Accreditation Frequently Asked Questions
Yes. Nightingale has met the needed standards of quality that an accrediting body has put its seal of approval on our school and programs. Nightingale College is nationally accredited through ABHES, a health care education accrediting agency. Each of our programs is also programmatically accredited. Our ADN Program is accredited by the ACEN, and our RN-to-BSN Program is accredited by CCNE.
Why do schools need to be accredited?
The Department of Education’s website reads, “The goal of accreditation is to ensure that education provided by institutions of higher education meets acceptable levels of quality.” Accreditation simple proves that the institution has met all requirements necessary to run a successful educational program as determined by the accreditor.
What types of accreditation are there?
According to the Council for Higher Education Accreditation, there are four types of accreditation:
- Regional (Usually public, non-profit schools)
- National Faith-Related (Religiously affiliated schools)
- National Career-Related (Usually private, for-profit schools)
- Programmatic (Concerning specific programs, such as health care or law)
When picking a school, the type of accreditation matters depending on what your plans are.
Regionally-accredited schools sometimes only accept credits from other regionally-accredited schools, so if your plan is to continue your education, regionally accredited schools could be your best choice. However, these schools tend to have long waitlists for programs, and are very competitive to get into.
Nationally accredited schools are ideal for quick entry into the workplace because they are less competitive and have fewer and shorter waitlists. However, these schools do tend to be more expensive.
Make sure that your program is accredited. Do not assume that because a school is accredited that a certain program of that school is. Check out this infographic:
Why do accrediting agencies have authority?
Just as Nightingale has to uphold certain standards to be an accredited nursing school, our accreditors have to uphold certain standards to be accreditors. There are many different accrediting agencies, and they vary in quality. To make sure you have a reputable accrediting body backing your school, make sure that the school is listed in the Department of Education’s database of recognized accreditors. To access that database, click here.
Do employers accept degrees from unaccredited schools?
Often, employers will not accept degrees from unaccredited schools because there is no way to verify that the education you obtained is of high quality. It takes a lot of work for schools to meet all the standards the accreditors have set.
Think about it this way. We eat foods that have been approved by the U.S. Food and Drug Administration. When foods aren’t approved by the FDA, we have no way of knowing if the food could possibly be harmful to us, or be rotten. It’s the same principle with accreditation.
Accreditation gives employers a clear indicator that your educational institution met certain quality standards and is reassurance that you didn’t receive a “rotten” education.
What happens to current students when a school loses its accreditation status?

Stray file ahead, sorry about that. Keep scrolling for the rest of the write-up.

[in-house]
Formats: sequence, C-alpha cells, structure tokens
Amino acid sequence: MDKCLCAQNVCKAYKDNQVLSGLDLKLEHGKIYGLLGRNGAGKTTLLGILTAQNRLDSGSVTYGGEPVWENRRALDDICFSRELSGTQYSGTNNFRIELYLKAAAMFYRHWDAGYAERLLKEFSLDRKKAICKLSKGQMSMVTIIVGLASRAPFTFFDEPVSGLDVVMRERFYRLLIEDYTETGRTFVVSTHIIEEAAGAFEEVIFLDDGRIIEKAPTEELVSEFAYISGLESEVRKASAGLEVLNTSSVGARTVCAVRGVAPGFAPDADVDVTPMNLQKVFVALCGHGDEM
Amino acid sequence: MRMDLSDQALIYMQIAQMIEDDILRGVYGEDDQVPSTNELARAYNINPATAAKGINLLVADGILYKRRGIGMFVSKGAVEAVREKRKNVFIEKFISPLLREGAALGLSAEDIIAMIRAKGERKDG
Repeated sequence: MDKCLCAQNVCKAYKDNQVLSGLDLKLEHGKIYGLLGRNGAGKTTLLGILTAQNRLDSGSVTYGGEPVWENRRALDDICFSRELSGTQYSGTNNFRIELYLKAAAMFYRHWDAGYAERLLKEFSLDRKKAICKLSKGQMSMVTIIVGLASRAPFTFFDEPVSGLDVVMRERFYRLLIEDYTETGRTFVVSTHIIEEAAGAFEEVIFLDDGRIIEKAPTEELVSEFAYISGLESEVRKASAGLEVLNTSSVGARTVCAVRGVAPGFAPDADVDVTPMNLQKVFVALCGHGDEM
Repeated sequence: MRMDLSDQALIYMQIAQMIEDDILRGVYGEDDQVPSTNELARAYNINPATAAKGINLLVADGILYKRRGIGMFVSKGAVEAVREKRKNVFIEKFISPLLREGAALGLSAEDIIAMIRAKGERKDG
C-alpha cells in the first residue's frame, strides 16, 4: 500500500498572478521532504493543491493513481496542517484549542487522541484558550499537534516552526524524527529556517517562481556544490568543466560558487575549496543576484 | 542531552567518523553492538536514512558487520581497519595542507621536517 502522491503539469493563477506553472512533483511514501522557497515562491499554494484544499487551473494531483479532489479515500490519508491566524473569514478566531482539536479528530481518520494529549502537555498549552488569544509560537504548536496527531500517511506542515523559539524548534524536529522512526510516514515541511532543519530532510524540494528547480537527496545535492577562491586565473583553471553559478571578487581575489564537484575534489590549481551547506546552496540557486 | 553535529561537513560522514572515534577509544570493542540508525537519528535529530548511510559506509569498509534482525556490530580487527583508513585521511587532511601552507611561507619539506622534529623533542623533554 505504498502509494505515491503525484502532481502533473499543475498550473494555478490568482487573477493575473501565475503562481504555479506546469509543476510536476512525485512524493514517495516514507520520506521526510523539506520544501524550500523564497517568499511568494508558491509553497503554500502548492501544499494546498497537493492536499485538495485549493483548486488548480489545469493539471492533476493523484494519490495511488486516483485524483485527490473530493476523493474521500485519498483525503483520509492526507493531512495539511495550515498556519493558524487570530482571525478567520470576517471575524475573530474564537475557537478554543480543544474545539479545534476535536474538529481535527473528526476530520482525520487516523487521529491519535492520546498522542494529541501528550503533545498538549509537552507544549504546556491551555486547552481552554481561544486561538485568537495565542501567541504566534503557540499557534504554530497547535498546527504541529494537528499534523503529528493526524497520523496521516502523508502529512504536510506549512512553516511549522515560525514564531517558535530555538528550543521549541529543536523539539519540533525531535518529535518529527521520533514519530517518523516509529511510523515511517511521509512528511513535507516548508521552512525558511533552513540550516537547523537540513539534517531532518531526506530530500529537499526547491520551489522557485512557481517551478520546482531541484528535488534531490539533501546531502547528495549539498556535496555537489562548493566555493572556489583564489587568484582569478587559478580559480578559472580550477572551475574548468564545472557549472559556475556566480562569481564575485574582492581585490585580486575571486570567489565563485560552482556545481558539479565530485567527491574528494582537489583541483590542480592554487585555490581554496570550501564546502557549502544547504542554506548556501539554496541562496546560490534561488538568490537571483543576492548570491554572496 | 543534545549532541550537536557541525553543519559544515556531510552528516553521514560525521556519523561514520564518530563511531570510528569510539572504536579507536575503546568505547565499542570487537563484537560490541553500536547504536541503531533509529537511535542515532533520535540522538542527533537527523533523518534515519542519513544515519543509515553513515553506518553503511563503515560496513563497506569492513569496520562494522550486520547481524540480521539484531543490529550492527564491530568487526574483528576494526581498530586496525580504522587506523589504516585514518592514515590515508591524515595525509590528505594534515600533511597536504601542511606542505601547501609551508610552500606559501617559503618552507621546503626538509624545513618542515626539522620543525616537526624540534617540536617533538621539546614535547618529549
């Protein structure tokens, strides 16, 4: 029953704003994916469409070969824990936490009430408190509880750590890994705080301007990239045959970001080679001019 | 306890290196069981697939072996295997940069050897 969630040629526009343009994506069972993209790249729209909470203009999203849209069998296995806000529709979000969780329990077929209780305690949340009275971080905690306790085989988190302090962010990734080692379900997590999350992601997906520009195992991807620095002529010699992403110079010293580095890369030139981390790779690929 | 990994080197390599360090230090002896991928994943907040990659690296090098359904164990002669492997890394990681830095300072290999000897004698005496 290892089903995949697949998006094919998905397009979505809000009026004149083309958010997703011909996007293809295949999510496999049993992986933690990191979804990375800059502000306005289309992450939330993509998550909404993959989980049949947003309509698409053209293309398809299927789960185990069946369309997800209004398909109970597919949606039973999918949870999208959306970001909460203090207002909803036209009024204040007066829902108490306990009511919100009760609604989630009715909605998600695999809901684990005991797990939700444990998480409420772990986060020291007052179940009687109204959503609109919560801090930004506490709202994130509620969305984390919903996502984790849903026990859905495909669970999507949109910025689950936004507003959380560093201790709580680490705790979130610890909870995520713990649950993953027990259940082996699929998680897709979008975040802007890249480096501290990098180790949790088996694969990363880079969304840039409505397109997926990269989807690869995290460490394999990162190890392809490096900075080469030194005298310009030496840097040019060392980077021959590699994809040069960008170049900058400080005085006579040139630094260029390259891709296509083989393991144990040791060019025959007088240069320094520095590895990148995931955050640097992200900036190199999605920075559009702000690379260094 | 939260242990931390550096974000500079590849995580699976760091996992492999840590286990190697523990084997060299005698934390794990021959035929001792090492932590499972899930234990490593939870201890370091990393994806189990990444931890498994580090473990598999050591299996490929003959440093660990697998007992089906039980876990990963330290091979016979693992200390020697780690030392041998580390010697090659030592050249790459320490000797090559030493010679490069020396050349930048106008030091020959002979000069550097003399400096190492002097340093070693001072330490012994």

When a school fails, current learners have the most to lose. When a school loses its accreditation, many times they cannot afford to pay back the learners. As a result, learners are unable to complete their education. Many learners will begin to look for accredited programs elsewhere, decreasing the school’s enrollment (and ultimately, reputation).
The Colleges and Degrees website explained “This is because most colleges and universities operate like a business, and you invest into this business by paying for your education. If your school goes bankrupt they cannot afford to refund any money, and your investment is just considered a loss.” They also emphasize that learners cannot transfer their credits from a now-unaccredited institution to an accredited one, which is why it is so important to pick a quality program from the start. Past learners, who graduated from a then-accredited school, can still say that they graduated from an accredited institution.
When selecting a school and program to attend, research the institution’s accreditation status and history. It may unfold important information that will help when deciding which school to attend.
How can I make sure my school is accredited?
There are two steps to making sure that you’re attending a quality school. One, make sure that your school is actually accredited by who they say they are. Go to the accreditors’ website and make sure that you can find your chosen school listed under their accredited programs. Second, go to the Department of Education database linked above to verify that the accreditor is legitimate.
In the end . . .
Attending an accredited school and program is the first thing prospective learners check when searching for the right school, and it is the right first step to take after determining what program is of interest. Remember, accreditation is the quality seal that can make or break your educational experience. Spend some time learning about accreditation to help make the right school decision.
Nightingale College offers two accredited nursing programs, the ADN Program for those ready to jump start their nursing career and the RN-to-BSN Program for licensed nurses looking to advance their knowledge and skills.